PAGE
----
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Lessons in Lobsters: The Wauwinet, Nantucket


The Wauwinet, Nantucket.

By John Grossmann

"So," asks Captain Rob, after hauling up the third trap of the afternoon.  "What do this lobster and I have in common?"

The three of us aboard The Wauwinet Lady stare at this just caught crustacean, hoping maybe the blustery winds will blow the answer our way.  We're on a working cruise, of sorts, on Nantucket Bay, offered in the spring and fall as one of the many complimentary activities possible with a stay at The Wauwinet, a luxury inn that has come a long way, indeed, from its 1876 origins as a destination restaurant on the northeast tip of Nantucket Island serving 75-cent "shore dinners." 

Back then, this narrowest part of the island was known as "The Haulover."  Fishermen hauled their dories across the dunes from the bay to the Atlantic and back to the bay, much heavier, they hoped. Nowadays, nothing weightier than a picnic lunch or surfcasting pole gets hauled to the ocean beach; nothing bigger than a kayak or sunfish gets tugged into the bay.


The Captain and his catch.

The inn's 32 rooms and cottages offer a restful retreat from which to explore this peaceful tip of the island. Grab a bike and ride less than a mile to the extensively annotated Squam Swamp interpretive trails. A more ambitious pedal (or hop the inn's jitney) takes you to the recently expanded Shipwreck & Lifesaving Museum, which commemorates heroic rescues on the treacherous shoals 15 miles off the island, graveyard to more than 700 ships. Leaving the dock with Captain Rob offers the opportunity, if one dares, to band the crusher (bigger, dominant) claw and cutter claw of a lobster. Our hint and we miss it.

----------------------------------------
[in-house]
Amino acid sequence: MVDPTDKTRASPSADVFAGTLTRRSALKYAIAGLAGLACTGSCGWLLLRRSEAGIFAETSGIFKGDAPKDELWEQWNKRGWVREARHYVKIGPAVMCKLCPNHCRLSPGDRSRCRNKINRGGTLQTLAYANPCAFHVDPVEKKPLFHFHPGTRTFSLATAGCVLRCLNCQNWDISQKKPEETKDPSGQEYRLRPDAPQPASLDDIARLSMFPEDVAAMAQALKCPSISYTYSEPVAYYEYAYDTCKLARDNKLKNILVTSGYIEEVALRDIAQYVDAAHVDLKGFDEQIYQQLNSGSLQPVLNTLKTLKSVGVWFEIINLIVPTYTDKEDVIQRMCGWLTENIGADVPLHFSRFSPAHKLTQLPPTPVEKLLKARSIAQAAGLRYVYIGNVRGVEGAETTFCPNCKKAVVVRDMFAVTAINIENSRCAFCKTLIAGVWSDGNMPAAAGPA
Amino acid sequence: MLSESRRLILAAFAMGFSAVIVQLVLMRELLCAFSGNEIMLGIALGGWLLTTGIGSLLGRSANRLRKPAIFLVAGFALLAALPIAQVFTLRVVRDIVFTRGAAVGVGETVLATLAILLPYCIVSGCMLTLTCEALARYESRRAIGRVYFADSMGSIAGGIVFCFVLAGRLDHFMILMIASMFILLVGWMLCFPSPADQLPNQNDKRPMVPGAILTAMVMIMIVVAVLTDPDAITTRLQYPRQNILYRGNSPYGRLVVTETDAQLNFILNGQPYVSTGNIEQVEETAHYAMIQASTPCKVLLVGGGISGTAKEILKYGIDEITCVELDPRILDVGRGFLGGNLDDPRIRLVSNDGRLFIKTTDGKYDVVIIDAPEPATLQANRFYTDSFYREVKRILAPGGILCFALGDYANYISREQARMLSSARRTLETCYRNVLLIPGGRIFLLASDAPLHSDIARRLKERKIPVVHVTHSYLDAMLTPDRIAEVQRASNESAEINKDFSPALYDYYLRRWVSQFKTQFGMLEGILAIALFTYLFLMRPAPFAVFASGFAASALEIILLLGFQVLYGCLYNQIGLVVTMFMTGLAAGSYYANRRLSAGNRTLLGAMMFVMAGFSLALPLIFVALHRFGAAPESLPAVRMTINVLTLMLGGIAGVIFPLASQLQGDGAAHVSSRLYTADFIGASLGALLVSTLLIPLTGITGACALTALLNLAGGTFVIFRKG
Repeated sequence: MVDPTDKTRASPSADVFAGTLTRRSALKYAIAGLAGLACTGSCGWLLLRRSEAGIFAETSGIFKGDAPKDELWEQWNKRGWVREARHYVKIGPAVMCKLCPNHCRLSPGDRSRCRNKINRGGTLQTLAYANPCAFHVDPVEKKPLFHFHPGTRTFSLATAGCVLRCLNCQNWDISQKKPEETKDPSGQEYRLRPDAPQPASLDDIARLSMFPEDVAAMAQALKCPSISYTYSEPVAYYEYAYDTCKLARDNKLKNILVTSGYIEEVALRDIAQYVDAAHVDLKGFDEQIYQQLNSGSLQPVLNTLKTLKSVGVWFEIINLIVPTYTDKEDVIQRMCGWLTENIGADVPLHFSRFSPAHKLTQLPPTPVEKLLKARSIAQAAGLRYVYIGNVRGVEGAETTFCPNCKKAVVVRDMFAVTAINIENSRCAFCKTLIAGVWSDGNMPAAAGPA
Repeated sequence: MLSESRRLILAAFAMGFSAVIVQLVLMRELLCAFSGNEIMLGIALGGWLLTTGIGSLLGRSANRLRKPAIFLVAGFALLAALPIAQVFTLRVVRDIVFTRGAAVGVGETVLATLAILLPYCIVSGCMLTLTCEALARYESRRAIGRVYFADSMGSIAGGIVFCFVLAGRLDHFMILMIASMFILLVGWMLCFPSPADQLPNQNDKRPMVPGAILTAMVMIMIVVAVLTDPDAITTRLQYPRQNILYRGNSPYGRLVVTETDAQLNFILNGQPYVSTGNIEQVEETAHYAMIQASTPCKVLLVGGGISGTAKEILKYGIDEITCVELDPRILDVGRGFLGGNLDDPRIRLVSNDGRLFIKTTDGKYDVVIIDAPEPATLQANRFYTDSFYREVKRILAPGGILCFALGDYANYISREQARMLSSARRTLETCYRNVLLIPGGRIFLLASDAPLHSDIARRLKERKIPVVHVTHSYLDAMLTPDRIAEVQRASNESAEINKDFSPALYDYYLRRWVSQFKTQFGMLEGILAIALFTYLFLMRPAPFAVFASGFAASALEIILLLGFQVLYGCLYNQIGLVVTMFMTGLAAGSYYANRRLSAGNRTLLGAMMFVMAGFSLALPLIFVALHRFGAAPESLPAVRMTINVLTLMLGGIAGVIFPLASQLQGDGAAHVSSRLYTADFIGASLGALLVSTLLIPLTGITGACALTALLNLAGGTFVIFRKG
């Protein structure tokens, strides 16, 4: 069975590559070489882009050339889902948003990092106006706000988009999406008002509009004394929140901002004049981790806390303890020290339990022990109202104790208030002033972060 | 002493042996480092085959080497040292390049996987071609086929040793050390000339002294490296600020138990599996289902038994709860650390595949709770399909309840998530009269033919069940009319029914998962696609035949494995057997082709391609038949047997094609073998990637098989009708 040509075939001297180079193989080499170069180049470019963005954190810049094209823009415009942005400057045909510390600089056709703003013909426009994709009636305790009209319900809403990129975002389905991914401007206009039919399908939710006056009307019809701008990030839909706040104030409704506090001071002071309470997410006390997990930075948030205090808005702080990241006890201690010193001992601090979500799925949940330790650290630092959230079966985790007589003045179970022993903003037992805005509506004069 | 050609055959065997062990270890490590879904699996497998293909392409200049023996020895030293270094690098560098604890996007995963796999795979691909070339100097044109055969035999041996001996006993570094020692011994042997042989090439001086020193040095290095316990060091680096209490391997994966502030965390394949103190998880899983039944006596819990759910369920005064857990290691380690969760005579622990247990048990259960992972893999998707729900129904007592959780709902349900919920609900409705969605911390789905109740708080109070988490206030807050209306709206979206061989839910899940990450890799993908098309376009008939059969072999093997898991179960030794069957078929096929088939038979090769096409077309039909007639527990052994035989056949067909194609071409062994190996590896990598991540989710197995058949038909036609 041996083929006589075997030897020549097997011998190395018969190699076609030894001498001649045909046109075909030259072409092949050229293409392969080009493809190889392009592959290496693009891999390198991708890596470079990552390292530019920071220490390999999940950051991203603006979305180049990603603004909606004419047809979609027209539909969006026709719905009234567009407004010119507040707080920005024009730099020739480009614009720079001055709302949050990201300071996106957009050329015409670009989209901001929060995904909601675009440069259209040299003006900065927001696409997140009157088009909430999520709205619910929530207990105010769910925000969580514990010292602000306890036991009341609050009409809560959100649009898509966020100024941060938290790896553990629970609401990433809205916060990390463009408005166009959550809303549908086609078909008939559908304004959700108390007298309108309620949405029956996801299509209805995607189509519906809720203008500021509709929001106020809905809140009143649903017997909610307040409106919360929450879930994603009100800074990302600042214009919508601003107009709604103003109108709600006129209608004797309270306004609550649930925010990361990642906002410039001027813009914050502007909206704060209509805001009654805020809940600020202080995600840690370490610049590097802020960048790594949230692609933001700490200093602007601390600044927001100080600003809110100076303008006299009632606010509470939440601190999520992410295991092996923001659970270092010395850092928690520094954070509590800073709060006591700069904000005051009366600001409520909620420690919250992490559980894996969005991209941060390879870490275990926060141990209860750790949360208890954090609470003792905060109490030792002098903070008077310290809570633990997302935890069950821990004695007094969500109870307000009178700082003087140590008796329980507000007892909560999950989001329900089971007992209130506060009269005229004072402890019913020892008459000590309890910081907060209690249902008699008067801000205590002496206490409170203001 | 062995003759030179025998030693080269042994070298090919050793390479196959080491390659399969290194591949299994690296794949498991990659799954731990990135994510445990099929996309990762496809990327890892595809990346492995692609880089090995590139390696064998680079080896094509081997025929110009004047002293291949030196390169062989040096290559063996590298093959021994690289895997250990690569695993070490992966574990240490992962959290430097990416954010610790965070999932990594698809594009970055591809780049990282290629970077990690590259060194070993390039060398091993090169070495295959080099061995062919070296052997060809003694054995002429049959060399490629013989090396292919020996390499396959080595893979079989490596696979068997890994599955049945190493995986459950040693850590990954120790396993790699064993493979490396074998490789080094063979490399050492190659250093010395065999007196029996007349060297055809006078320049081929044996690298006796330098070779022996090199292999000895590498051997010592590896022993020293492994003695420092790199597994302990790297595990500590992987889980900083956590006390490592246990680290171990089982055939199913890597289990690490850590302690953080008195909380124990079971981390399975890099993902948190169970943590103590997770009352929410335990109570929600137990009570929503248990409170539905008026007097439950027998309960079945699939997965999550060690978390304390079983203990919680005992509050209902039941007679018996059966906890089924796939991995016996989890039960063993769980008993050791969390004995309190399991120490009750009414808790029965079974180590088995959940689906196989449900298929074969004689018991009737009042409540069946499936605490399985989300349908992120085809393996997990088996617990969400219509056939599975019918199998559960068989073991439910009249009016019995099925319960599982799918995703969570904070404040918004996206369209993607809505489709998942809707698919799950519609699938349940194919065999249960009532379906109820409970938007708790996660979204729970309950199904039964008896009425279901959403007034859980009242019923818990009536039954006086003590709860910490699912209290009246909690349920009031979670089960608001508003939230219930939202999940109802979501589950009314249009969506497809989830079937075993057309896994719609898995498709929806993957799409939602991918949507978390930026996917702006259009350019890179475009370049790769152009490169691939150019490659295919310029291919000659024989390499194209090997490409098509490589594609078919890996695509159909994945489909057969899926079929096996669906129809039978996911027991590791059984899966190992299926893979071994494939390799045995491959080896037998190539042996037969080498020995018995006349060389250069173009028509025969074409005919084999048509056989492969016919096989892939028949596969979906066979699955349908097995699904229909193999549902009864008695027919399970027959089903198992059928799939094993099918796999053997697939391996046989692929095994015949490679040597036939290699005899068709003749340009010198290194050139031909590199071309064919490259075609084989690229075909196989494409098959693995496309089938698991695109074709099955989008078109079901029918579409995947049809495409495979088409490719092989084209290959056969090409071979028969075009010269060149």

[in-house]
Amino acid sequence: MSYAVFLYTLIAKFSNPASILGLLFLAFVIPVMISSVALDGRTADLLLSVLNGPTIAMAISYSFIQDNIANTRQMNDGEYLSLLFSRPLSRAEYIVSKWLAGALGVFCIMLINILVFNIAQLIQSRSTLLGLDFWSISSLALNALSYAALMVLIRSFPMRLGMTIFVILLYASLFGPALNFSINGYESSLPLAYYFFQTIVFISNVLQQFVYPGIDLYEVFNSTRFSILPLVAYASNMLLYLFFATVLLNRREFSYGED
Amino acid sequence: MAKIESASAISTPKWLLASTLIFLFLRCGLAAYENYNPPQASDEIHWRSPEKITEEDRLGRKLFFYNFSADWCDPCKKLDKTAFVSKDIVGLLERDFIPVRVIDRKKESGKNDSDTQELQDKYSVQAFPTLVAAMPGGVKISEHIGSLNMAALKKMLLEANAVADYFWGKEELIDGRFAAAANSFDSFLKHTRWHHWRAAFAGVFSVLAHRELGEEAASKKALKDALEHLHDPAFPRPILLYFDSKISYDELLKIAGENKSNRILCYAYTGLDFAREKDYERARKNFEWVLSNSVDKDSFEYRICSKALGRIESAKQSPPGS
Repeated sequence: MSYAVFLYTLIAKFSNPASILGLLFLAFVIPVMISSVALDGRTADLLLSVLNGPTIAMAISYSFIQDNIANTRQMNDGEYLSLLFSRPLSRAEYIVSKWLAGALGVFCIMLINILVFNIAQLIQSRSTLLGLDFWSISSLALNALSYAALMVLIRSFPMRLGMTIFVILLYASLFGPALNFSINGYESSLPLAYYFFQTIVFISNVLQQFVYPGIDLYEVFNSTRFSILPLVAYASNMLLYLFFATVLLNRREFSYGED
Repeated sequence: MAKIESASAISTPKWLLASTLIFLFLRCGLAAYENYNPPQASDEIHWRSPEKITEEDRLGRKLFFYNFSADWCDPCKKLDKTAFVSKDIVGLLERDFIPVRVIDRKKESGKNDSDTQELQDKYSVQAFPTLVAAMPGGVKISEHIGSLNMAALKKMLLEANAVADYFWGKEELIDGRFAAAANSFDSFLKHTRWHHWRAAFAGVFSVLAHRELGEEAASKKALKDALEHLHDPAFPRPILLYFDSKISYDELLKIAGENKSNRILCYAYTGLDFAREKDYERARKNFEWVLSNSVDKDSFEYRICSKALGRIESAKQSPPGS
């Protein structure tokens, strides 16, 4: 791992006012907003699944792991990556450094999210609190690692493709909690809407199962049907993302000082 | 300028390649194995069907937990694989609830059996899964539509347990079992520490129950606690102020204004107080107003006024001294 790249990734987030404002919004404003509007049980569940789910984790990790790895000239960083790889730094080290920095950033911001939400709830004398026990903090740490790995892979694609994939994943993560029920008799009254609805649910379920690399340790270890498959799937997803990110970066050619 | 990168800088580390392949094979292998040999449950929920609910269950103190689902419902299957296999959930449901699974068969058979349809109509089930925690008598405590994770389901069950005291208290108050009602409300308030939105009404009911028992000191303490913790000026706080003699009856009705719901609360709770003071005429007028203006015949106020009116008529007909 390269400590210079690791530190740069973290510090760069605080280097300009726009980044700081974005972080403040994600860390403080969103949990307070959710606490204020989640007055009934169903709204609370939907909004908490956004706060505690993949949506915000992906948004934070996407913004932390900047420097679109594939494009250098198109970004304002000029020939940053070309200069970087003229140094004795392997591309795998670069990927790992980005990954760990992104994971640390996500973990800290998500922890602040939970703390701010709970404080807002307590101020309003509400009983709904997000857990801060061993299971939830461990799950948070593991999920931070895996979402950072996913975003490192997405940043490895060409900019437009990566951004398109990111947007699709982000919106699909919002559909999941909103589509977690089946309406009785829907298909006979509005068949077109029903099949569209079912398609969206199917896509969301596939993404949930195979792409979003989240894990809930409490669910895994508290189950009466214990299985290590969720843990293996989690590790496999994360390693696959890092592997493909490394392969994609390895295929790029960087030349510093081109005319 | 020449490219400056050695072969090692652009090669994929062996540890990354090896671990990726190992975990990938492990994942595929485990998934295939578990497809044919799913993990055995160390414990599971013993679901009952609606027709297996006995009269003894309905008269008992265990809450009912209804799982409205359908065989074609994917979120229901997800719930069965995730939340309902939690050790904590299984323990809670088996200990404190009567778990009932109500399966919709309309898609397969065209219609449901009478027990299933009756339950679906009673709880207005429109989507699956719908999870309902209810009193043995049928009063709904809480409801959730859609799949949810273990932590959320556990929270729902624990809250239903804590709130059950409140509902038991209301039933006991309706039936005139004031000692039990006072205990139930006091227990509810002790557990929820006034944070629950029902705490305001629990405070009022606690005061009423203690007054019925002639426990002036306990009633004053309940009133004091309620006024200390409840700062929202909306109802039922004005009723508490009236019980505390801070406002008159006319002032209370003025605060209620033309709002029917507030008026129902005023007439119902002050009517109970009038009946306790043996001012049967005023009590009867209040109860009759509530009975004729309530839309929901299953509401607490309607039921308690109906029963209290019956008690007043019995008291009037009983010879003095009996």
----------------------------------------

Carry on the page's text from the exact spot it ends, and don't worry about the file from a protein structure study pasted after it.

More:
"We're both left handed," Captain Rob finally shares, tossing somebody's dinner into the keeper crate.  Perhaps ours, should we order the signature butter poached lobster with sweet ricotta tortellini in a savory black truffle emulsion for dinner tonight at Topper's, the Wauwinet's acclaimed restaurant, which, even today, lures diners from town.

Details: The Wauwinet.

John Grossmann has written about food and travel for Gourmet, Cigar Aficionado, Saveur, and SKY. He was a finalist in the food journalist category of the 2010 Le Cordon Bleu World Food Media Awards. He is the co-author, with acoustic ecologist Gordon Hempton, of the book One Square Inch of Silence, (Free Press). 

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